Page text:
65,000 undocumented students graduate from American high schools every year without ‘Papers’. “Papers” is the story of undocumented youth and the challenges they face as they turn 18 without legal status. There are approximately 2 million undocumented children who were born outside the U.S.
and raised in this country. These are young people who were educated in American schools, hold American values, know only the U.S. as home and who, upon high school graduation, find the door to their future slammed shut.
In attendance: WITCO
Film – EMANUEL’S GIFT
If you are born disabled in Ghana, West Africa you are likely to be poisoned or left to die by your family; and if you are not poisoned or left for dead, you’re likely to be hidden away in a room; and if you’re not hidden, you are destined to spend your lifetime begging on the streets. Of the twenty million people in Ghana, two million are disabled.
This is the story of one disabled man whose mission-and purpose- is to change all that forever. In Emmanuel’s Gift, filmmakers Lisa Lax and Nancy Stern have uncovered a story as compelling as it is important. Narrated by Oprah Winfrey, the film chronicles the life of Emmanuel Ofosu Yeboah, a young Ghanaian man born with a severely deformed right leg, who today, against incalculable odds, is opening minds, hearts and doors-and effecting social and political change throughout his country. While Emmanuel’s message is vital: people with disabilities are valuable contributors to any society, his method is inspirational.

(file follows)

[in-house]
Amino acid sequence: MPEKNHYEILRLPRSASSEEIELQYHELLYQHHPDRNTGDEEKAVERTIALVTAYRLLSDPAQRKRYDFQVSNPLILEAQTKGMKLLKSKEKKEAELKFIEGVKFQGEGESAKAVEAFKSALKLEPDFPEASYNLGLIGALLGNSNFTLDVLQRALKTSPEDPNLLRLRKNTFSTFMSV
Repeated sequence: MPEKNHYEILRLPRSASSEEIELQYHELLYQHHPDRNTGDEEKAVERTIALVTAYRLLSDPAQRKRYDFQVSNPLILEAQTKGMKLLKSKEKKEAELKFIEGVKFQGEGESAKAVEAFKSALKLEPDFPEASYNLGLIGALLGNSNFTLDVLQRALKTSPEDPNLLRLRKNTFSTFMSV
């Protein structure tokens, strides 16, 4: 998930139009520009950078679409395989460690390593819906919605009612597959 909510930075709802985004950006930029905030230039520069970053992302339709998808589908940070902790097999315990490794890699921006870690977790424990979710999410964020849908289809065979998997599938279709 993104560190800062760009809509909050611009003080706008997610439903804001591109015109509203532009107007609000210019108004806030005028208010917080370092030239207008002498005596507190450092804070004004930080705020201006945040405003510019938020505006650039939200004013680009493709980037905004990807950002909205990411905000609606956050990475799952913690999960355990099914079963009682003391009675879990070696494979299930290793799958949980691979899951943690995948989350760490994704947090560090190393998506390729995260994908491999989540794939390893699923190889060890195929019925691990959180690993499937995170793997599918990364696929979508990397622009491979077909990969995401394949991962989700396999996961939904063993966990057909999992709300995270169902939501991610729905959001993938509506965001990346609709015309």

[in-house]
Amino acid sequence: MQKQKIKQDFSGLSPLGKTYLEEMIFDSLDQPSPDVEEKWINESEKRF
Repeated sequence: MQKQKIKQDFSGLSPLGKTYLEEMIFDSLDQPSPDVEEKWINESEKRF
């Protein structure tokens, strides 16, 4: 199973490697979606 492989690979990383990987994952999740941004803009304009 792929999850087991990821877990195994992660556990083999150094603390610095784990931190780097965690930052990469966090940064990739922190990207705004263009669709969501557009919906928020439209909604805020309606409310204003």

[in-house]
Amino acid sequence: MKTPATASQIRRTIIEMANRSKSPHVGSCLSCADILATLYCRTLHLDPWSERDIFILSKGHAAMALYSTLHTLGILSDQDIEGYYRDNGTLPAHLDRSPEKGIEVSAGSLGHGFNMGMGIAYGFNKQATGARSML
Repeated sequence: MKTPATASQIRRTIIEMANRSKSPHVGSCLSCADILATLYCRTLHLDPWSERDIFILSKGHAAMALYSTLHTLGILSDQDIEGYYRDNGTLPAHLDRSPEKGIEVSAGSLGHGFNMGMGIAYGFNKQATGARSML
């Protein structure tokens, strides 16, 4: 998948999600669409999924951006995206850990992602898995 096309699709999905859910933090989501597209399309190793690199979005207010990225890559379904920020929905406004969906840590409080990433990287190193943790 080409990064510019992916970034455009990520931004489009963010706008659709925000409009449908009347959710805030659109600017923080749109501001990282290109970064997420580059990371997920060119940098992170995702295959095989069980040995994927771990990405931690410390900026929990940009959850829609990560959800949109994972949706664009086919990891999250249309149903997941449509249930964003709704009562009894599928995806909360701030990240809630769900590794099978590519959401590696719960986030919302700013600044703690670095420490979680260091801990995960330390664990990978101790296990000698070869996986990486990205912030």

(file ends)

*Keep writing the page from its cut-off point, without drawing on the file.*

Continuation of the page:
In attendance – Lifeways
Film – THE ANONYMOUS PEOPLE
THE ANONYMOUS PEOPLE is a feature documentary film about the 23.5 million Americans living in long-term recovery from addiction to alcohol and other drugs. Deeply entrenched social stigma and discrimination have kept recovery voices silent and faces hidden for decades. The vacuum created by this silence has been filled by sensational mass media depictions of people in active addiction that continue to perpetuate a lurid public fascination with the dysfunctional side of what is a preventable and treatable health condition. Just like women with breast cancer, or people with HIV/AIDS, courageous addiction recovery advocates are starting to come out of the shadows to tell their true stories. The moving story of The Anonymous People is told through the faces and voices of the leaders, volunteers, corporate executives, and celebrities who are laying it all on the line to save the lives of others just like